One particular night, probably four of five years into my dynasty. I decided to drink way too many beers and hop on the sticks. I’d built up my program and figured the Sun Belt foes couldn’t hang anymore.

The details are blurry.

But to the best of my recollection I was trailing by four points with three seconds left, and 35 yards away from the game-winning touchdown. In other words, I was screwed.

I took the only option I had left and chucked the ball into the endzone where one of my receivers miraculously came down with the pigskin. I’ll never forget that one. I actually just started laughing and a huge smile shined across my face in remembrance of this moment.

But on Heisman difficulty, you can’t win them all.

In another glorious dynasty, this time with the Washington State Cougars I was en route to a three-peat national championship run.

Shutup, yes, I played this game a lot.

This particular team I had was probably one of the most talented squads I’d ever assembled, so I had a special love for this group. However, I knew I was in for it, as I had USC rolling into town for a No. 1 vs No. 2 matchup.

This back and forth affair came down the wire in Martin Stadium.

With about two minutes left, I returned a punt for a touchdown to give my hometown Cougs a six-point lead. All I needed was one stop for glory. But the Trojans had other plans. They methodically drove down the field, my gut sinking in my stomach the whole time.

I felt like I was playing Tom Brady.

My two-time champion Cougars were talented, but this was still USC, and top to bottom they were the better team on paper.

The Men of Troy continued their push and ultimately punched the ball in the endzone with about 20 seconds left. After a couple unsuccessful passes, time ran out and my room fell silent.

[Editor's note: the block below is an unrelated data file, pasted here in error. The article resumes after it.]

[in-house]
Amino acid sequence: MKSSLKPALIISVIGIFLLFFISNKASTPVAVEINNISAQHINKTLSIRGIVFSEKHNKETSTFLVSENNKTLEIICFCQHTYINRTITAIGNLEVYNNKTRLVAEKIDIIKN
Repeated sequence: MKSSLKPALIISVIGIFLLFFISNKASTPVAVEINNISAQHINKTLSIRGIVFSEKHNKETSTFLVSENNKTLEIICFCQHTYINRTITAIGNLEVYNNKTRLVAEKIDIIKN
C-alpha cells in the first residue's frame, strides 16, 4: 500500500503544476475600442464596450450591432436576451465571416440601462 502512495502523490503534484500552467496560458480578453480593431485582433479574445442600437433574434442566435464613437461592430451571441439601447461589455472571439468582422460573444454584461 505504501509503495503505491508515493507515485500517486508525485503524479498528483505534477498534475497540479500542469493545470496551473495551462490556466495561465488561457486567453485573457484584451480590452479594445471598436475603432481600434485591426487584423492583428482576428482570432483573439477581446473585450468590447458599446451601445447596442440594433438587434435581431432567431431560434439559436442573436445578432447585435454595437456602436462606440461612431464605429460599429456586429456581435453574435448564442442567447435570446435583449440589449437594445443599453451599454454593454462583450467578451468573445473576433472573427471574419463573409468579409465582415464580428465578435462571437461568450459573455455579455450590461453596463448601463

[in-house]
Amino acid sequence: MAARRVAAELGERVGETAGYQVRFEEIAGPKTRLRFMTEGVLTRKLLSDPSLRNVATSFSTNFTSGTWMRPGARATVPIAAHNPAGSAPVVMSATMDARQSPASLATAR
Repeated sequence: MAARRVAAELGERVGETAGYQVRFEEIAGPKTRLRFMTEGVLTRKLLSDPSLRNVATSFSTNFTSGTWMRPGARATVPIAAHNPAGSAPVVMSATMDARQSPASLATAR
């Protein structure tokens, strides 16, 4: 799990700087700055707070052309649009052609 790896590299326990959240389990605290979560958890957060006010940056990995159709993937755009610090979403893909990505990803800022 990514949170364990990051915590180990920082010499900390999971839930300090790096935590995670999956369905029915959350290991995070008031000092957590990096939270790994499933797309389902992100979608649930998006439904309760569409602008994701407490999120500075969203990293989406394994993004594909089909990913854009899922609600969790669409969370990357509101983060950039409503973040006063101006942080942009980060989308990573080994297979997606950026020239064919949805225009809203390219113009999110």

USC had stolen my shine.

So, what are you waiting for? Go buy this game and create your own lasting memories. It may not be real life but it’s a heck of a ride.

And for Peter’s sake, turn up that damn difficulty

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About Author

Nick Bartlett

Hello there ya wild rabbits. My name is Nick Bartlett and I’m a sportswriter, broadcast manager, and youth basketball coach. I’m from the Greater Seattle Area and a graduate of the Edward R. Murrow school at Washington State University. I’ve had over 50 articles and 10 podcasts published in Seattle PI, and my work featured on OregonLive, SportsPac12, and South Florida Tribune. You can contact me at NB206wsu@gmail.com or on twitter @WordsByBartlett. Cheetos and Tuna.

1 Comment

  1. Wait— you mean college football has been cancelled?

    I’m still in NCAA 13 and—yes— still play it.

    But Nick, you don’t get the thrill of “varsity” level with speed ratios 87% favorable to me. I mean, when was the last time your running back wracked up 964 yards in a game and you finished the season with three of the top five Heisman guys?

    It’s not about winning anymore. It’s about muscle. What I mean is— how many trophies can you carry at one time?